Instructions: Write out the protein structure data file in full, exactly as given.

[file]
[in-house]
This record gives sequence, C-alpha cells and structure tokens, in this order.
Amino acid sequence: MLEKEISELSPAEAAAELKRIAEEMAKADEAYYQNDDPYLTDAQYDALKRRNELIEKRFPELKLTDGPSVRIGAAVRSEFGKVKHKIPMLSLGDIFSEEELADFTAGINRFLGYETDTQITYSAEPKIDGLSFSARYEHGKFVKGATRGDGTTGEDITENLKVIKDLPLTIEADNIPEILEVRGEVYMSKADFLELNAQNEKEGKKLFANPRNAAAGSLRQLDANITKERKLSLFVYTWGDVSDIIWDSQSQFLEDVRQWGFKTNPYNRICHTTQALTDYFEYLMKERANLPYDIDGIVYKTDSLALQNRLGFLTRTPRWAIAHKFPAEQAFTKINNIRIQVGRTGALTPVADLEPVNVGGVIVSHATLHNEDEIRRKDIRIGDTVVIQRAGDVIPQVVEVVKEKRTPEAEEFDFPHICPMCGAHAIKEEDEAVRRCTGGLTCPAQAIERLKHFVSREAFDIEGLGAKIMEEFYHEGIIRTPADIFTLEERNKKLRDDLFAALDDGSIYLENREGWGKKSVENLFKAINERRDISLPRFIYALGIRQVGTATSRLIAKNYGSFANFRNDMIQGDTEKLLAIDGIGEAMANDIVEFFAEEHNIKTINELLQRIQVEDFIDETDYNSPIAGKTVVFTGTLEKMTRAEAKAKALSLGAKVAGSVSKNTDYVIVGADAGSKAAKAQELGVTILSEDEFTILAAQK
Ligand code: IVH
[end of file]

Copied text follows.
[in-house]
This record gives sequence, C-alpha cells and structure tokens, in this order.
Amino acid sequence: MLEKEISELSPAEAAAELKRIAEEMAKADEAYYQNDDPYLTDAQYDALKRRNELIEKRFPELKLTDGPSVRIGAAVRSEFGKVKHKIPMLSLGDIFSEEELADFTAGINRFLGYETDTQITYSAEPKIDGLSFSARYEHGKFVKGATRGDGTTGEDITENLKVIKDLPLTIEADNIPEILEVRGEVYMSKADFLELNAQNEKEGKKLFANPRNAAAGSLRQLDANITKERKLSLFVYTWGDVSDIIWDSQSQFLEDVRQWGFKTNPYNRICHTTQALTDYFEYLMKERANLPYDIDGIVYKTDSLALQNRLGFLTRTPRWAIAHKFPAEQAFTKINNIRIQVGRTGALTPVADLEPVNVGGVIVSHATLHNEDEIRRKDIRIGDTVVIQRAGDVIPQVVEVVKEKRTPEAEEFDFPHICPMCGAHAIKEEDEAVRRCTGGLTCPAQAIERLKHFVSREAFDIEGLGAKIMEEFYHEGIIRTPADIFTLEERNKKLRDDLFAALDDGSIYLENREGWGKKSVENLFKAINERRDISLPRFIYALGIRQVGTATSRLIAKNYGSFANFRNDMIQGDTEKLLAIDGIGEAMANDIVEFFAEEHNIKTINELLQRIQVEDFIDETDYNSPIAGKTVVFTGTLEKMTRAEAKAKALSLGAKVAGSVSKNTDYVIVGADAGSKAAKAQELGVTILSEDEFTILAAQK
Ligand code: IVH